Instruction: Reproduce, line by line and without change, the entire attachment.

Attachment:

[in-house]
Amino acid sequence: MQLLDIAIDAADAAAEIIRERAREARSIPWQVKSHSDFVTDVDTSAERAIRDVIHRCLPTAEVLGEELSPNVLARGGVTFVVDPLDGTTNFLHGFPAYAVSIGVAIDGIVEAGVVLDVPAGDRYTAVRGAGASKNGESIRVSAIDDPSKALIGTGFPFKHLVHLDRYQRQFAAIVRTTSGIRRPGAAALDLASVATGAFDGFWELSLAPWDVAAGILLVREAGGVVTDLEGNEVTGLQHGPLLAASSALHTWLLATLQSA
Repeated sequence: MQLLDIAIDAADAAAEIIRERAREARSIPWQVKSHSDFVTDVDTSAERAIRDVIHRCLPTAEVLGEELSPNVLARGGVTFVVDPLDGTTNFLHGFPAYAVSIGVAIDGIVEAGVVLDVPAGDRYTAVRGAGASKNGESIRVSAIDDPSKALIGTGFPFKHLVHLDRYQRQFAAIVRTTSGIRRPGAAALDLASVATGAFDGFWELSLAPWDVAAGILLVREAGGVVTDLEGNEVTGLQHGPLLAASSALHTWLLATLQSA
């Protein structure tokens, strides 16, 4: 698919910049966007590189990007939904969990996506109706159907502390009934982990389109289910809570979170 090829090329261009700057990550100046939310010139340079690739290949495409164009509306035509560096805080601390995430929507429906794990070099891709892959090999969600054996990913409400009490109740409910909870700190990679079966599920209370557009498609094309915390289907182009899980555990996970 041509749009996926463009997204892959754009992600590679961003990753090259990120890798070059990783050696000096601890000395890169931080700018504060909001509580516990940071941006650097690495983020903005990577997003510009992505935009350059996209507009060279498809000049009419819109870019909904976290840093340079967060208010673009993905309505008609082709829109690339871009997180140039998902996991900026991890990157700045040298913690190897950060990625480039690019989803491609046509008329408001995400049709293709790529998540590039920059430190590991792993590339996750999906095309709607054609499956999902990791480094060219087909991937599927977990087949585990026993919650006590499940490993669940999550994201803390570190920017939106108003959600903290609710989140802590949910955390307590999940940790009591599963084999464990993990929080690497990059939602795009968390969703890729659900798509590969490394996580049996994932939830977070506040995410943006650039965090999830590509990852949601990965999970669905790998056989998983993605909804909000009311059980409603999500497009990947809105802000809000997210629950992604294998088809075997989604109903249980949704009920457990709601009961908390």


[in-house]
Amino acid sequence: MQLLDIAIDAADAAAEIIRERAREARSIPWQVKSHSDFVTDVDTSAERAIRDVIHRCLPTAEVLGEELSPNVLARGGVTFVVDPLDGTTNFLHGFPAYAVSIGVAIDGIVEAGVVLDVPAGDRYTAVRGAGASKNGESIRVSAIDDPSKALIGTGFPFKHLVHLDRYQRQFAAIVRTTSGIRRPGAAALDLASVATGAFDGFWELSLAPWDVAAGILLVREAGGVVTDLEGNEVTGLQHGPLLAASSALHTWLLATLQSA
Repeated sequence: MQLLDIAIDAADAAAEIIRERAREARSIPWQVKSHSDFVTDVDTSAERAIRDVIHRCLPTAEVLGEELSPNVLARGGVTFVVDPLDGTTNFLHGFPAYAVSIGVAIDGIVEAGVVLDVPAGDRYTAVRGAGASKNGESIRVSAIDDPSKALIGTGFPFKHLVHLDRYQRQFAAIVRTTSGIRRPGAAALDLASVATGAFDGFWELSLAPWDVAAGILLVREAGGVVTDLEGNEVTGLQHGPLLAASSALHTWLLATLQSA
């Protein structure tokens, strides 16, 4: 698919910049966007590189990007939904969990996506109706159907502390009934982990389109289910809570979170 090829090329261009700057990550100046939310010139340079690739290949495409164009509306035509560096805080601390995430929507429906794990070099891709892959090999969600054996990913409400009490109740409910909870700190990679079966599920209370557009498609094309915390289907182009899980555990996970 041509749009996926463009997204892959754009992600590679961003990753090259990120890798070059990783050696000096601890000395890169931080700018504060909001509580516990940071941006650097690495983020903005990577997003510009992505935009350059996209507009060279498809000049009419819109870019909904976290840093340079967060208010673009993905309505008609082709829109690339871009997180140039998902996991900026991890990157700045040298913690190897950060990625480039690019989803491609046509008329408001995400049709293709790529998540590039920059430190590991792993590339996750999906095309709607054609499956999902990791480094060219087909991937599927977990087949585990026993919650006590499940490993669940999550994201803390570190920017939106108003959600903290609710989140802590949910955390307590999940940790009591599963084999464990993990929080690497990059939602795009968390969703890729659900798509590969490394996580049996994932939830977070506040995410943006650039965090999830590509990852949601990965999970669905790998056989998983993605909804909000009311059980409603999500497009990947809105802000809000997210629950992604294998088809075997989604109903249980949704009920457990709601009961908390």